Bad wife! No biscuit!
It only took me three and a half years to get a clue.
For three and a half years now, I've been yelling at Tim. Well, sometimes yelling. Other times, it was a rant or even a conversation. A lot of crying too. All of it trying to figure out why we kept having the same problems over and over. We'd figure out a compromise to a situation, but it wouldn't stick. Tim would still buy on impulse. He'd forget to tell me important things. And plenty of other instances. And I couldn't understand why.
Now that I'm reading some books on ADD -- right now, I'm working on a Thom Hartmann book, which stresses that ADD shouldn't be viewed as a disease or illness, just as a fact -- I see Tim in these pages. The traits described in the book practically paint Tim's portrait.
So many of the things I got angry about were listed as characteristics of ADD. It made me start thinking. About all the times I lectured and ranted to Tim, furious and exasperated over yet another misunderstanding. Or the times I angrily told Tim I couldn't deal with it anymore, had tried to compromise, and now he needed to come and meet me in the middle. And all the times he sat there, miserable and penitent, promising he'd do better.
It made me feel pretty terrible. I feel like I failed him in some very basic way.
Tim says that I'm overreacting -- though he certainly appreciates my apologies -- because there was no way I could have known. Except that I have known for years that he has ADD, and I've made very little effort to truly understand what that means. I figured it just meant he was impulsive and forgetful.
And it's not like Tim could have corrected me. Thanks to a lot of factors, he really doesn't know much about ADD either. I asked him if/how they explained ADD to him, since he was only about 10 at the time. He isn't too clear on the specifics, so he just remembers a general feeling of, "This is why Tim can't sit still."
So they put him on Ritalin, which was a resounding failure. Lacking other options (this was back in the late 80s, when Ritalin was more or less the go-to med), his parents put him in Special Ed. There, he learned a few classroom coping skills -- mainly how to focus by blocking everything else out. After a year and a half, they were satisfied enough with the results to put him back in his old school.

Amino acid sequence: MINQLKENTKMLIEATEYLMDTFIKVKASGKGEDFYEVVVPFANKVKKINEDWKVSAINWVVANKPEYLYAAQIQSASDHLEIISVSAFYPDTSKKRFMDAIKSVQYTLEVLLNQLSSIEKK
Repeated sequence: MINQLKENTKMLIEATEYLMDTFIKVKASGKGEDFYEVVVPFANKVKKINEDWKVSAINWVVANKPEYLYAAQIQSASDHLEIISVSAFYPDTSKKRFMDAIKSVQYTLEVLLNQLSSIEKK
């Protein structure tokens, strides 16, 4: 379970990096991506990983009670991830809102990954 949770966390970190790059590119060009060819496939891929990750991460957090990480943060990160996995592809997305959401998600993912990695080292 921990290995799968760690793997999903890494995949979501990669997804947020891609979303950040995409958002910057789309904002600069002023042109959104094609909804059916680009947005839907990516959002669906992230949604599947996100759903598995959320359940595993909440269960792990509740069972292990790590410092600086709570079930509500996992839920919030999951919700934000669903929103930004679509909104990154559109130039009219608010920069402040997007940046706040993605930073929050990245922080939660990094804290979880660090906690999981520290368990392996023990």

And then? Nothing. His parents never tried new medications. They never tried to find out more about the condition. They never took him to a doctor for it again, or had him see a therapist (psychological or occupational) to help deal with it. He was just expected to pick up and move on.
So, really, how could Tim know what sprang from ADD and what didn't? How could he have told me when I was making unreasonable demands? Neither of us realized just how thoroughly ADD affects everything.
But we're learning, that's for sure. As I read, it's becoming clear that ADD pervades most of his personality. In other words, he's spent most of his life beating himself up for things that are hard-wired into him. Not to mention all the time other people were giving him grief.
His parents would tell him to clean the kitchen and get angry when, hours later, he was not finished. They'd accuse him of slacking off. In fact, Tim sees every item in the kitchen as a separate task. Looking at the kitchen that way, it's no wonder he feels overwhelmed at the prospect. No wonder he never knows where to start.
Our solution? I'll get him started. If I want him to clean the kitchen, I need to write a list of what I want him to do, and then we'll decide together on which task to start with. After awhile, the list may become ingrained in Tim's mind. If not, he'll have an iTouch around the end of January. He can make lists for various chores, errands and other situations.
It'll be a lot of work. And it will involve more misunderstandings, I'm certain. Plus a lot of trial and error. But at least we'll be working together instead of butting heads. I'm kind of appalled to look back and see how much time Tim and I have wasted by trying to undo basic personality traits.
And yes, I understand that we have the rest of our lives ahead of us. I also know hindsight is 20-20. Still, I feel like this should have been a priority long before now.
I guess, in the end, what matters is that I'm making it a priority now.